Whilst working with OGR, I came across the following field used define a geographic dataset:


The spatial dimension (2, 3 or 4 dimensional) of the column.

Whilst I've used 2D and 3D features, are there any examples of datasets in GIS that use the fourth dimension, and do any GIS systems actually handle these?


The 4d with regards to OGR / PostGIS is likely to be used for M-values (M-Aware in ArcGIS) (though I've yet to find this in a tech doc). However the quesion of (real?!) 4d in GIS remains open.


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    This is probably the most psychedelic image in gis.stackexchange.com so far... – amercader Feb 7 '11 at 11:23
  • Does this include principal components analysis of hyperspectral imagery? (Lots of dimensions there.) – Kirk Kuykendall Feb 7 '11 at 17:03
  • @Kirk Good point. But I see that the quotation specifies "spatial" dimension, which presumably means something more than an abstract idea of "space." (On the other hand, any dimension beyond 3 must have some element of abstraction to it.) BTW, you don't need to invoke PCA: hyperspectral images potentially (and probably do, in general) have as many dimensions as there are slices of the spectrum. PCA merely identifies the dimensions in which most of the variation occurs. – whuber Feb 7 '11 at 19:06
  • @whuber It's been a long time since I've done any image analysis, but it seems like if two adjacent pixels are separated by a smaller spectral distance than two pixels that are spatially far apart, then it seems more likely that those two pixels should be classified the same. In other words the boundary between (the concept of) spectral distance and spatial distance is not always sharp. Internally, dealing with spectral dimensions versus spatial dimensions won't be that different will it? – Kirk Kuykendall Feb 7 '11 at 19:17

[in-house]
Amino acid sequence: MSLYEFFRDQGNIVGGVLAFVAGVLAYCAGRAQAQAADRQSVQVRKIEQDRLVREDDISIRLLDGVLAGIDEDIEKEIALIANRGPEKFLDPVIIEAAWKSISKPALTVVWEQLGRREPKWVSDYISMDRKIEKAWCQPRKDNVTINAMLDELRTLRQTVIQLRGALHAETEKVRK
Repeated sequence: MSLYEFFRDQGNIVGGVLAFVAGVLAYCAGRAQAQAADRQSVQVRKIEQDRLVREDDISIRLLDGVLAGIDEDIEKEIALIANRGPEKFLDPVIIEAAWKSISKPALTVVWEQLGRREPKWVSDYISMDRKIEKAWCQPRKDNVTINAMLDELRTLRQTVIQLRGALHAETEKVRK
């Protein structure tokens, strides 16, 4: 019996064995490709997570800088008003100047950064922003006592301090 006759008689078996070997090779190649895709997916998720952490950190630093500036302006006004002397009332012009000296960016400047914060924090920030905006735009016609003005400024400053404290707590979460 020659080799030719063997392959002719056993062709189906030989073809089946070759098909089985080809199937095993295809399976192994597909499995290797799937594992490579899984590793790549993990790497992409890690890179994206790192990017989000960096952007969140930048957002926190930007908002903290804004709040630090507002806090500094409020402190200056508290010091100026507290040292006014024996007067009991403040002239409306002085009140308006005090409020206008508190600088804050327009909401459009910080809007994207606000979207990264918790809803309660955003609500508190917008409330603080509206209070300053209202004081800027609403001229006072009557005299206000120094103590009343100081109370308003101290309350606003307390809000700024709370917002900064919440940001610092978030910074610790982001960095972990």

• @Kirk There is a formal definition of "dimension" of a set of vector-like objects as being the smallest number of linearly independent elements in that set. This is independent of any applications such as clustering, spectral analysis, or even distance. When "spatial" is used in a GIS context, though, it comes implicitly with understanding that it includes a geometry that is appropriate to describe physical objects and relationships among them. That means we care about things like distance, length, bearing, angle, and area. The latter do make sense for images, but ... – whuber Feb 7 '11 at 19:27

I think the four dimensions used in GIS are x, y, z (height), m (measure). This measure can be time or something else like the projected distance along a reference line, e.g. a pipeline.

  • That would be disappointing..! But likely to be the true 4d value. Is 4d the MAware equivalent in OGR? – geographika Feb 7 '11 at 11:37
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    Measures, although they require a fourth number, would not ordinarily be thought of as an additional "dimension." A dimension would have to be a coordinate that is independent of the other three. Measures are always functions of the two (or three) spatial locations of points in a feature. They act, mathematically, as analogs of grids: a grid is a mechanism to assign an attribute to every location within a polygon (a 2D object) while a measure assigns an attribute to every location within a polyline (a 1D object). – whuber Feb 7 '11 at 14:04

In this case the forth dimension is measure as gissolved mentions, but more commonly the fourth dimension does refer to time. Historically, most GIS systems have been weak at integrating time, but the increase in dynamic modeling over the years has brought time into most current GIS systems. See for example this recent question.

While the software has been slow to formalize concepts of time, there is a good body of GIScience literature which covers the conceptual basis of dealing with time, such as the articles covered in Martin Raubal's 288MR course.


i think 4D used to show time with x,y,z, and time for any feature. we used additional dimension to show time when we are getting x,y, and elevation of any feature at any place.

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